• Print

In 2009–10, 18% of Australians with diabetes completed an annual cycle of care.

Why is this an important indicator for diabetes?

Completing an annual cycle of care is an important indicator for diabetes as it provides a measure of the clinical management of diabetes according to national guidelines. An annual cycle of care is a detailed set of patient management steps that general practitioners (GPs) can claim through Medicare for the management of diabetes. An annual cycle of care is important for preventing complications associated with diabetes.

While many people have their diabetes clinically managed by a GP, they must have undertaken all of the steps listed below for their annual cycle of care to be considered complete (Table 1).

Table 1: Components of an annual cycle of care
Component At least
Measure HbA1c to assess diabetes control Once every year
Carry out a comprehensive eye examination (a) Once every two years
Measure weight and height and calculate BMI (b) Twice every cycle of care
Measure blood pressure Twice every cycle of care
Examine feet (c) Twice every cycle of care
Measure total cholesterol, triglycerides and HDL cholesterol Once every year
Test for microalbuminuria Once every year
Provide self-care education on managing diabetes As required
Review diet and encourage good dietary choices As required
Review levels of physical activity and encourage good levels of physical activity As required
Check smoking status and encourage stopping smoking (if relevant) As required
Review of medicines As required
  1. Not required if the patient is blind or does not have both eyes.
  2. Initial visit: measure height and weight and calculate BMI.
  3. Not required if patient does not have both feet.

Sources: DoHA 2007; DA & RACGP 2008

What are the results?

  • In 2009–10, 18% (over 169,000) of Australians with diabetes had Medicare claims for a completed annual cycle of care (SCRGSP 2011, Medicare Australia 2011).

What are the data sources?

There are two main data sources:

  • The Medicare Benefits Scheme (MBS), and
  • The National Diabetes Services Scheme (NDSS).

How is this indicator calculated?

This indicator compares:

  • numerator: the number of people with Type 1 or Type 2 diabetes who have had an annual cycle of care (based on data from the MBS), to
  • denominator: the total number of people with Type 1 or Type 2 diabetes (in the NDSS).

Are there any data limitations?

MBS data on people with annual cycles of care may be incomplete because:

  • Not all general practices participate in the Practice Incentives Program (PIP), which is a requirement to make these claims from Medicare. In 2002, PIP practices covered 78.2% of patients in general practice (NHPC 2004). Further, information based on PIP activity may not cover activity in Aboriginal Community Controlled Health Services.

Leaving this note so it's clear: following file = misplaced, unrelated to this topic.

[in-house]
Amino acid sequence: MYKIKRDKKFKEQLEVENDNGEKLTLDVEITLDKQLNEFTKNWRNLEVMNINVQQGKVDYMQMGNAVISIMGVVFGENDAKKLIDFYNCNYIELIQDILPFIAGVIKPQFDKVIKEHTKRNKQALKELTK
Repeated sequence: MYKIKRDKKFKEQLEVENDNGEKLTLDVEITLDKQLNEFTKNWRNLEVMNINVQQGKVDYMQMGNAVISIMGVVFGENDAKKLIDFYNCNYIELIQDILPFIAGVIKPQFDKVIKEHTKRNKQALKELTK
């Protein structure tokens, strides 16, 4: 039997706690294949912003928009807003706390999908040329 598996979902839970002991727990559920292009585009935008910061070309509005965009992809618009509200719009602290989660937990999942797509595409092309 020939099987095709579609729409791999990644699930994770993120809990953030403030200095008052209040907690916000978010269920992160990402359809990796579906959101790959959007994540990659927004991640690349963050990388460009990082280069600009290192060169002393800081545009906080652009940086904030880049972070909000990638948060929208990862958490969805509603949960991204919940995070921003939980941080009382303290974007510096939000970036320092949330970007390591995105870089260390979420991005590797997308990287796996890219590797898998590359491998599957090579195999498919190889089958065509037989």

• GPs may carry out an annual cycle of care or other actions for a patient for diabetes but not claim it.
  • Data are currently unavailable for people who completed a partial annual cycle of care.

The NDSS is a voluntary scheme that people with medical practitioner- or nurse-diagnosed diabetes can enrol in. NDSS's coverage of the population with diagnosed diabetes is about 80–90%, but varies by region.

Where can I find more information?

AIHW (Australian Institute of Health and Welfare) 2007. National indicators for monitoring diabetes: report of the Diabetes Indicators Review Subcommittee of the National Diabetes Data Working Group. Diabetes series no. 6. Cat. no. CVD 38. Canberra: AIHW.

DA & RACGP (Diabetes Australia & Royal Australian College of General Practitioners) 2008. Diabetes Management in General Practice: Guidelines for Type 2 diabetes 2008/9, 14th edition. Canberra: Diabetes Australia.

DoHA (Department of Health and Ageing) 2007. Medicare Benefits Schedule Book. Canberra: DoHA.

Medicare Australia 2011. Medicare Item Reports. Canberra: Medicare Australia. Viewed 8 February 2011, <www.medicareaustralia.gov.au/statistics/mbs_item.shtml>

NHPC (National Health Performance Committee) 2004. National report on health sector performance indicators 2003. Cat. no. HWI 78. Canberra: AIHW.

Steering Committee for the Review of Government Service Provision (SCRGSP) 2011. Report on Government Services 2011. Canberra: Productivity Commission.

Abbreviations

AIHW
Australian Institute of Health and Welfare
DA & RACGP
Diabetes Australia & Royal Australian College of General Practitioners
DoHA
Department of Health and Ageing
MBS
Medicare Benefits Scheme
NDSS
National Diabetes Services Scheme
NHPC
National Health Performance Committee
NHS
National Health Survey
(NIDP) PIP
National Integrated Diabetes Program Practice Incentives Program
SCRGSP
Steering Committee for the review of Government Service Provision